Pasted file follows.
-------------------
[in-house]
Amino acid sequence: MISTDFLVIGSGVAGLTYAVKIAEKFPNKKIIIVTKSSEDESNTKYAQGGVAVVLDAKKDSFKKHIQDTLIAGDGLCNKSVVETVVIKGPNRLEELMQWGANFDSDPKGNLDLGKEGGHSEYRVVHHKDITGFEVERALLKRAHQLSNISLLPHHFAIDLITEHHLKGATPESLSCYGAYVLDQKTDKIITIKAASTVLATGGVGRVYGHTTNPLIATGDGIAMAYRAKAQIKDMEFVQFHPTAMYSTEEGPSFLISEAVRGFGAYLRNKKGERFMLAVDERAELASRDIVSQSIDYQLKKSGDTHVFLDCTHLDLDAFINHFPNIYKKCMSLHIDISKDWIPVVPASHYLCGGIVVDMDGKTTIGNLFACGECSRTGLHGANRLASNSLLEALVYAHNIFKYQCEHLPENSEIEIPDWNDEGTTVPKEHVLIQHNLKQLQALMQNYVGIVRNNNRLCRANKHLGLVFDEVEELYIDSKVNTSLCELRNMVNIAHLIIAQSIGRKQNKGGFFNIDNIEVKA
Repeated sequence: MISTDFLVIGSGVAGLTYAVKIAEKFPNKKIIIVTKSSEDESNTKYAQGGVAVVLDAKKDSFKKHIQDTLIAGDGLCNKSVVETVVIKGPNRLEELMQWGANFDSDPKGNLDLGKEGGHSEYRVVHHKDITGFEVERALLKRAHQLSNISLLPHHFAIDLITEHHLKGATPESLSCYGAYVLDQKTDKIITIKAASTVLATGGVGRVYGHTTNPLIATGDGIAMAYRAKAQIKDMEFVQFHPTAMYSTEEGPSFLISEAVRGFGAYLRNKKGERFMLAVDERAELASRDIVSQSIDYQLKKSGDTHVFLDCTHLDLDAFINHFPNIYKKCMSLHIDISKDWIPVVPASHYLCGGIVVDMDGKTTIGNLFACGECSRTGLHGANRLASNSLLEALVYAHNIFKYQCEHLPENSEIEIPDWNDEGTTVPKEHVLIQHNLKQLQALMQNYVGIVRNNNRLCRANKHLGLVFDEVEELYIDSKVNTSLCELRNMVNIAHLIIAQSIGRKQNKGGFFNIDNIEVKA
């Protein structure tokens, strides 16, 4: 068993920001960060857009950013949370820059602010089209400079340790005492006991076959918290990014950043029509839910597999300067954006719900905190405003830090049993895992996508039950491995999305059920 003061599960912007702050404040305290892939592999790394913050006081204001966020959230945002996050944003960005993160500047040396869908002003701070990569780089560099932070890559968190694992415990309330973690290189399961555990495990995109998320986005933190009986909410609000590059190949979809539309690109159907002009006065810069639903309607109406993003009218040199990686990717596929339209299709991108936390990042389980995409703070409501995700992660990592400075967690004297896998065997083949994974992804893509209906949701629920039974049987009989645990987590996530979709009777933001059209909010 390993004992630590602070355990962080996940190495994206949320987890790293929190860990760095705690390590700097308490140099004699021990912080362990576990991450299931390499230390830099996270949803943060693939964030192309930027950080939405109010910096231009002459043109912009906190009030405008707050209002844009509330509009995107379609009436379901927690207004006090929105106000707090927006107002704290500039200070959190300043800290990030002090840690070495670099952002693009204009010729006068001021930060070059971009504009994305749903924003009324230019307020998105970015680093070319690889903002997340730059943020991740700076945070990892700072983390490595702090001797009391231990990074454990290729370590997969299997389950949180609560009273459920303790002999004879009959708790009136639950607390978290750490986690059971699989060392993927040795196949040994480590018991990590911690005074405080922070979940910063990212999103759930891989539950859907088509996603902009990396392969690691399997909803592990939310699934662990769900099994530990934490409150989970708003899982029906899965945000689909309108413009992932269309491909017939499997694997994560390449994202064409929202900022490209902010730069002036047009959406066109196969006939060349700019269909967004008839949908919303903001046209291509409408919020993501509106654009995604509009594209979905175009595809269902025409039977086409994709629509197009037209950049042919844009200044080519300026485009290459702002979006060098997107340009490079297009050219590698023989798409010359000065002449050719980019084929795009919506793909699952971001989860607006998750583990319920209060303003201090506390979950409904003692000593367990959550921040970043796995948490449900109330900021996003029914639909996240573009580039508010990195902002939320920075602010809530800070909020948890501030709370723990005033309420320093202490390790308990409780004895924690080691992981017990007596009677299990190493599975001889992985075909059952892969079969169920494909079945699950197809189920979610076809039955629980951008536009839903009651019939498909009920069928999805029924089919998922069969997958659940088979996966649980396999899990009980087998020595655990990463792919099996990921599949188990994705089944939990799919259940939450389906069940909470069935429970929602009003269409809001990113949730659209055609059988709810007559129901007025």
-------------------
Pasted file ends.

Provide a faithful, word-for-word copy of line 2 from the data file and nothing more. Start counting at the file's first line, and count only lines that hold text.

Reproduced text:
Amino acid sequence: MISTDFLVIGSGVAGLTYAVKIAEKFPNKKIIIVTKSSEDESNTKYAQGGVAVVLDAKKDSFKKHIQDTLIAGDGLCNKSVVETVVIKGPNRLEELMQWGANFDSDPKGNLDLGKEGGHSEYRVVHHKDITGFEVERALLKRAHQLSNISLLPHHFAIDLITEHHLKGATPESLSCYGAYVLDQKTDKIITIKAASTVLATGGVGRVYGHTTNPLIATGDGIAMAYRAKAQIKDMEFVQFHPTAMYSTEEGPSFLISEAVRGFGAYLRNKKGERFMLAVDERAELASRDIVSQSIDYQLKKSGDTHVFLDCTHLDLDAFINHFPNIYKKCMSLHIDISKDWIPVVPASHYLCGGIVVDMDGKTTIGNLFACGECSRTGLHGANRLASNSLLEALVYAHNIFKYQCEHLPENSEIEIPDWNDEGTTVPKEHVLIQHNLKQLQALMQNYVGIVRNNNRLCRANKHLGLVFDEVEELYIDSKVNTSLCELRNMVNIAHLIIAQSIGRKQNKGGFFNIDNIEVKA